Page 2 columnist
Say this about the City of Tampa Buccaneers: They saved the best for last. Sports lore holds that great teams play their best game as their last game, and the Bucs passed that test. Some clubs arrive at the Super Bowl thinking, "Okay, we're here, better not blow it." Others arrive thinking, "This is what it has all been building up to," and play their finest game ever. That's what the Patriots did in the Super Bowl last year, what the Ravens did in the Super Bowl the year before that, what the Broncos did against the Packers a few years earlier, what the Cowboys did against the Bills a few years before that.
Great teams develop a belief that everything is leading toward one magnificent performance. Tampa showed that spirit Sunday. Coulda-been-great teams view getting to the Super Bowl as their vindication and, of course, hope to play well, but are not totally focused. The thought "oh well, we'll get the ball back" runs through the minds of coulda-been-great teams at the Super Bowl -- Buffalo of the 1990s, Minnesota of the 1970s -- while for the great teams every play, every second-and-six, is the single most important thing the players have ever done in their lives.
Great teams understand that all of their hard work transpired exclusively to create the moment of championship, and that they must leave everything on the field. Tampa left everything on the field Sunday; the Raiders left quite a bit back at the hotel, if not in safety-deposit boxes in Switzerland. The Buccaneers may never play like that again, and if they don't it doesn't matter. They saved the best for last.
These things said, to TMQ the determining factors were not the Tampa zone nor the big interceptions, but the Tampa offensive game plan and the breakdown of the Raiders' offensive line. Throw in rookie coach Bill Callahan going fraidy-cat with what may be the Single Worst Call in Super Bowl history, and you've got a formula for being punched out. Let's take these in turn.
Tampa's Offensive Game Plan: A top defense stopped a top offense for the nth consecutive time in the Super Bowl. But the performance of the Bucs' offense was as important.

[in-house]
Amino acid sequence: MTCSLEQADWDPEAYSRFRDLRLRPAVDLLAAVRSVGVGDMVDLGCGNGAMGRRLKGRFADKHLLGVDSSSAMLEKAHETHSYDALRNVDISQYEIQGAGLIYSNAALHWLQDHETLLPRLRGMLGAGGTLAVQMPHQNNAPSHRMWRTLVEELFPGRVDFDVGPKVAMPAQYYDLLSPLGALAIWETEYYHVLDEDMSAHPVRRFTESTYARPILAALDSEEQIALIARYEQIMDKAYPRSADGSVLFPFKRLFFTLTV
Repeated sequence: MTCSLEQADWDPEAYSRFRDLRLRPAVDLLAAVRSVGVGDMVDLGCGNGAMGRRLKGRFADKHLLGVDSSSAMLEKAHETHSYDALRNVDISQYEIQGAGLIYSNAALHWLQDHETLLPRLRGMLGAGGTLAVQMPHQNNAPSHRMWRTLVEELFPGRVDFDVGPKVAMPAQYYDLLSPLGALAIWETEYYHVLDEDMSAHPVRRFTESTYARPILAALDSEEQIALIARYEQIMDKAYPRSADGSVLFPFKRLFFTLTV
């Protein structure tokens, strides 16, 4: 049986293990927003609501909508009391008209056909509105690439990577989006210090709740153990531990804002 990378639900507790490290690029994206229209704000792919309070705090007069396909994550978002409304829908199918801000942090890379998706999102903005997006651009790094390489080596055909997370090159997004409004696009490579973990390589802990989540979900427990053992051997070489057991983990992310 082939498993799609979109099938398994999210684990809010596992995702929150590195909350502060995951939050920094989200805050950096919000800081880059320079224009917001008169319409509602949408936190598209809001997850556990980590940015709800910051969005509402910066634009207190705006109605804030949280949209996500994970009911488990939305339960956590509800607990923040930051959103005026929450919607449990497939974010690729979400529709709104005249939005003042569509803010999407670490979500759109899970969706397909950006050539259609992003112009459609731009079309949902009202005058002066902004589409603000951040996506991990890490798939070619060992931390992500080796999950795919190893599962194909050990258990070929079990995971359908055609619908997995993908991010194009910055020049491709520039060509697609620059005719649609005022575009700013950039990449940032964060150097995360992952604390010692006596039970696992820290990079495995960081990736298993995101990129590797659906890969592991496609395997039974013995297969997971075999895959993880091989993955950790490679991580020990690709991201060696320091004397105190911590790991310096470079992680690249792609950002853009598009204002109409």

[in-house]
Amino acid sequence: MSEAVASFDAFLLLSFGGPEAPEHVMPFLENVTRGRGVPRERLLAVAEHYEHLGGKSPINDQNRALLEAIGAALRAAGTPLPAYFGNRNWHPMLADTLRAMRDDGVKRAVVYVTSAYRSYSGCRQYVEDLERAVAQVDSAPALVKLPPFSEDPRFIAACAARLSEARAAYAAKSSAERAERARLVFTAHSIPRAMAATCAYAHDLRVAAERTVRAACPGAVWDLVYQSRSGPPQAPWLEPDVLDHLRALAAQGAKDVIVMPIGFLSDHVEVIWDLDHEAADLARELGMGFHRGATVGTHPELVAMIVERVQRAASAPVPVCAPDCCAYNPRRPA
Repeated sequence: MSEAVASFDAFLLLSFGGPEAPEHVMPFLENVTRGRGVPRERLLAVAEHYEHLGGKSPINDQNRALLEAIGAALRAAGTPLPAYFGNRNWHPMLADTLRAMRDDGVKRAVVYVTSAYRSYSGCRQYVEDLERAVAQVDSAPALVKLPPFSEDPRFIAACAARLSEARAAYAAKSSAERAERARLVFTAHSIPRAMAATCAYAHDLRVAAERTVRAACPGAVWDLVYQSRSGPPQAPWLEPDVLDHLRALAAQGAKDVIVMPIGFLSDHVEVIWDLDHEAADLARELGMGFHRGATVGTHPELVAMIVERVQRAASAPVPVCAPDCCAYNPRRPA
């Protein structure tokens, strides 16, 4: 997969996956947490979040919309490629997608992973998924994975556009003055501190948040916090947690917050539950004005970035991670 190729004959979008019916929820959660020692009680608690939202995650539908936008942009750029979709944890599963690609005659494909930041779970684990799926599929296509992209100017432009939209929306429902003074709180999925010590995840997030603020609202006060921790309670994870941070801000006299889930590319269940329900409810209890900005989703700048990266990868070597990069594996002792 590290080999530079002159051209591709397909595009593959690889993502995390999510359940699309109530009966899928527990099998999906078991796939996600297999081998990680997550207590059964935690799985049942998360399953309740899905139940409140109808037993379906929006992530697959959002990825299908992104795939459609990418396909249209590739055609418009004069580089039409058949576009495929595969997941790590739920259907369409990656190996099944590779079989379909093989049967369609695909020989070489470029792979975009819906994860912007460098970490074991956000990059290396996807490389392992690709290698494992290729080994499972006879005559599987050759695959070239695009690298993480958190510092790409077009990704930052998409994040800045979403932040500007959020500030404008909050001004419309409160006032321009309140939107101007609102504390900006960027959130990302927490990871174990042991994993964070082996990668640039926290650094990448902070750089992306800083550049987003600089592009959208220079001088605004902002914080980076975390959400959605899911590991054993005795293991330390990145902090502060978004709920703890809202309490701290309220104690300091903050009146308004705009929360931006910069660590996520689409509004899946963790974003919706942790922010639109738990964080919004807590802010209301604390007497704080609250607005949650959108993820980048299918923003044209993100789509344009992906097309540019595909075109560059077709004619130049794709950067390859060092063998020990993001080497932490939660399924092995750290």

Bear in mind that it was Tampa 6, Oakland 3 in the middle of the second quarter, very much anybody's game. Jon "I Was A Teenaged Coach" Gruden then did the smartest thing a Super Bowl coach could possibly do -- he took TMQ's advice. Last week, TMQ's Super Bowl prediction was, "The game will be won by whichever team surprises the other with a rushing-oriented game plan." At the eight-minute mark of the second, Gruden switched out of an ineffective hurry-up passing game and went to the ground game.
The Bucs put in two tight ends, while, much to TMQ's pleasure, Pro Bowl "fullback" Mike Alstott actually lined up at fullback and threw blocks. For the remainder of the half, Tampa rushed 11 times for 49 yards, threw five times for 43 yards and picked up three first downs on Oakland penalties, as the Raiders defense, expecting a pass-wacky look, seemed to have no idea how to respond to power running. Tampa scored touchdowns on both these second-quarter possessions when it went to the ground, making the count 20-3 at halftime. Everything about the switch to running worked. Two touchdowns in two possessions; Oakland's offense kept off the field while the clock ground; Oakland down 20-3 at the half, its drip-drip-drip attack not designed for comebacks.